Author: Amanda Storey
Wednesday, 11 January 2006
Annie's playful approach to her music can be traced back to a club night called Pop Till You Drop that she and a friend started back in 2000 in her hometown, Bergen. A 'play anything' night that went on to book acts like Peaches, Pop Till You Drop was renowned for its eclecticism. 'We would play a bit of everything, from pop, electro, indie-rock. It was really fun,' muses Annie. However, the night did have its initial hurdles. 'In Bergen, not many people go out because the alcohol is so expensive so my friends and I would hand out free candy and popcorn as a way to get the crowds in.'
Although the club night has since stopped due to the success of Annie's solo career, Pop Till You Drop's recipe of sugar and spice and all things nice is evident throughout Annie's work, especially in her 2005 mix for the acclaimed DJ-Kicks series. 'I had only done about 20 mixes before this, which isn't a lot really,' says Annie, 'I love the DJ-Kicks label, and they've had some amazing DJs work on their albums.' 'DJ-Kicks: Annie' is a hotchpotch collection of odd and exuberant songs ranging from Toy's delightfully childish Rabbit Pushing Mover, to Bow Wow Wow's I Want Candy, to Mu's hysterical Paris Hilton, as well as two Annie tracks, Wedding and Gimme Your Money. In spite of the giddy excitement generated by the mix, reviewers have criticised the album for its technical weakness. Yet Annie argues, 'I don't have anything against technique, it is just the way it happened. I have some friends who are very good DJs technically and I think it is amazing to watch. But it is very hard to have strong technique when you use such a broad variety of songs, you know-' She then adds while laughing, 'I get very bored easily. I always have to mix things up - have different sounds to keep myself interested.'
In addition to her growing profile as a DJ, Annie has an esteemed career as a pop artist through her 2004 debut album 'Anniemal'. The track perhaps most familiar to Australian audiences is The Greatest Hit which was released in 1999 and written with producer and boyfriend Tore Andreas Krokness (DJ Erot). The Greatest Hit went on to become an underground club hit in Norway; however Krokness, who was born with a heart defect, soon became sick and later died aged 23. After taking a break from music, Annie persevered in creating 'Anniemal' - a conquest which is illustrative of her positive nature and strength in character. In fact, as Annie notes, the title of the album was originally conceived by Krokness, 'The title was something my old boyfriend made up. It was just so funny he was like "you have to use it". I then went on to write the song Anniemal a couple of years later. I guess it is like a zoo with so many different animals wanting to get out. Or something like that [giggles].' Indeed 'Anniemal' is not a classic pop album for (at the risk of stretching the zoo analogy too far) it harbours a "Noah's arc" of musical sounds and influences: The Tom Tom Club, Bananarama, and an overall celebration of old-Madonna in her Lucky Star heyday, with The Greatest Hit looping a sample from Madonna's Everybody. Annie agrees that 'Anniemal' is not classic pop, 'I am inspired by so much and I let that come out in my music. Some people think that it's bad that I am not one genre, that it is a bad thing to have so many different influences, but I like it. People shouldn't try to pigeonhole you so much.'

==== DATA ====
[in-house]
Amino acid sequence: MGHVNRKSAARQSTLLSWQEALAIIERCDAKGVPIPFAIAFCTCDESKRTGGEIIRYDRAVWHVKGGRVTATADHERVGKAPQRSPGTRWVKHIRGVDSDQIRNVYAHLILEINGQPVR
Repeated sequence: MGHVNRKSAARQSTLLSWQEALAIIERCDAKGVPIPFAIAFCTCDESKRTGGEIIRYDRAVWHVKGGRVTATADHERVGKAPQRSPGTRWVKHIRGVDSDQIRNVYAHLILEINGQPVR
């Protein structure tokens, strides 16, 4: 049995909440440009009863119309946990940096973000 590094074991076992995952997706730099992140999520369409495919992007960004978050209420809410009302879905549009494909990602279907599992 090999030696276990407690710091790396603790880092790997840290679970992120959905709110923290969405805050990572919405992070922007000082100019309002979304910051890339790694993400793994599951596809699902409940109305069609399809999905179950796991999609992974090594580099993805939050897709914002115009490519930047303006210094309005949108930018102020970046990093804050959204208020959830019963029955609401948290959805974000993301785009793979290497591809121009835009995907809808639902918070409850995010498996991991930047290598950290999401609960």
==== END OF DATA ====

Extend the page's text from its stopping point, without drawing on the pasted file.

Due to both the album's solid production by friends Röyksopp, Richard X, and Opl:Bastards (Timo Kauk Tags